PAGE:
Background: Pharmaceutical nanotechnology represents an efficient alternative for the delivery
of pharmacologically active plant-derived compounds, considering their protective capacity, oral
bioavailability and drug vectorization capacity. In this context, butters obtained from plant seeds have
emerged as promising products for the development of pharmacologically active nanostructures. They
possess a complex lipid composition, allowing the formation of different emulsion systems with solid
cores, since this mixture of different triglycerides is solid at room temperature and body temperature.
Therefore, the systematic mapping around the technological development of nanostructures produced
from plant-derived butters is potentially valuable for researchers interested in novel alternative formulations
for pharmacological therapy, with potential industrial, economic, health and societal impacts.
Methods: Systematic review was carried out by the search of scientific papers and patents deposited in
official databases concerning the development of nanostructured pharmaceutical products using plantderived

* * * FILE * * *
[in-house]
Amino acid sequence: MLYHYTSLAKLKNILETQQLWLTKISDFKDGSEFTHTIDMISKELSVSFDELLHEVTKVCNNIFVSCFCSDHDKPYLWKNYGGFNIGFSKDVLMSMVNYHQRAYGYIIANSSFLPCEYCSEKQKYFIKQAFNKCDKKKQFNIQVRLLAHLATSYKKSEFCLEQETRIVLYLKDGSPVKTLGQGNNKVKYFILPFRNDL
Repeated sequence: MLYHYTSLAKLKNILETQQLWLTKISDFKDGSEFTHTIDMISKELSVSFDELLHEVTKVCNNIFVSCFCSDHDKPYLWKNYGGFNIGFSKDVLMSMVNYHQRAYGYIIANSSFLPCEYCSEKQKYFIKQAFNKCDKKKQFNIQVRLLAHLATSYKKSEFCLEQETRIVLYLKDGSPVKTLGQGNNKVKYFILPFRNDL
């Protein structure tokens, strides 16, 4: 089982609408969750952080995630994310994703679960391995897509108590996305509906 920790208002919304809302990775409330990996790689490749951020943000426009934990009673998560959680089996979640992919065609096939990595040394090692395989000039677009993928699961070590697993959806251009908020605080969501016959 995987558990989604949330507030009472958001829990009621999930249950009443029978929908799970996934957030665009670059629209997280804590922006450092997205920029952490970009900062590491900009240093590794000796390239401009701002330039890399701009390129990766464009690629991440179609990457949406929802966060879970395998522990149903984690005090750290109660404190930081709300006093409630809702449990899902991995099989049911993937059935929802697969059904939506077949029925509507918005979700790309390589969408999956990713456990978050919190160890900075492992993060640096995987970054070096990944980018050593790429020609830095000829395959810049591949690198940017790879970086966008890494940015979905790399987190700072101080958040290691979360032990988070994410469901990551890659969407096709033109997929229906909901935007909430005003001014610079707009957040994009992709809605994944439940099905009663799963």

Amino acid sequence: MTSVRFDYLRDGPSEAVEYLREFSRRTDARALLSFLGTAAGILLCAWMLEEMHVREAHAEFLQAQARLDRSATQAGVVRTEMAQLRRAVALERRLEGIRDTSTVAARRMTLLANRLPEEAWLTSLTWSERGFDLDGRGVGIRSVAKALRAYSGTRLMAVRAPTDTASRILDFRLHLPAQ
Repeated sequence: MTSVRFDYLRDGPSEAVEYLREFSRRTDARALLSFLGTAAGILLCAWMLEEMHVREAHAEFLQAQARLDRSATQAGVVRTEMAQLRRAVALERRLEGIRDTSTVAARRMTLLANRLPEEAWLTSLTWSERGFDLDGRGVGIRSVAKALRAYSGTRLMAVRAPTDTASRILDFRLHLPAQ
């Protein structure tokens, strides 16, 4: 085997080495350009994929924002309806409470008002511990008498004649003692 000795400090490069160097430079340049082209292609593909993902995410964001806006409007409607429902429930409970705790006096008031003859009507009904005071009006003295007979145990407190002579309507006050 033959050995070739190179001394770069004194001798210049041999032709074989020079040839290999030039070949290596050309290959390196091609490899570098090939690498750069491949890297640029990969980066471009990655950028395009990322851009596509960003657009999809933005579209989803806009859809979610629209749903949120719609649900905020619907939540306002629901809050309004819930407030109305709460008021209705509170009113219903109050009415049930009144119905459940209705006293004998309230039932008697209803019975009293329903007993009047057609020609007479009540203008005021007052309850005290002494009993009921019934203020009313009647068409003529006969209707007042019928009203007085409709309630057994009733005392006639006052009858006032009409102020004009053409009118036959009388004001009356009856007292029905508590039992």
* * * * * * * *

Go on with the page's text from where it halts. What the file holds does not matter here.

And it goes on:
butters as starting material. The publications obtained were subjected to sorting and analysis
by applying the following inclusion/exclusion criteria.
Results: The Solid Lipid Nanoparticle (SLN) was the type of nanostructure produced in all the analyzed
scientific papers, due to the physicochemical characteristics of the lipid constituents of plantderived
butters. In this sense, 54% of the articles have reported the use of Cocoa Butter for the production
of nanostructures; 28% for Shea Butter; 6% for Cupuacu Butter, 6% for Murumuru Butter and 6%
for Bacuri Butter.
Discussion: In the technological prospection, only two patents exhibited SLN as an invention based on
cocoa butter and on shea butter, respectively. The production methods employed have included: phase
inversion temperature, microemulsion, hot high pressure homogenization, high shear homogenization
Conclusion: In light of this prospective review, the encouragement of novel studies in lipids-based
nanotechnology is evident, considering the small number of findings so far, in order to stimulate new
research involving plant-derived butters from easily cultivated fruits in tropical regions, then stimulating
the pharmaceutical development of new therapeutic alternatives using biocompatible and sustainable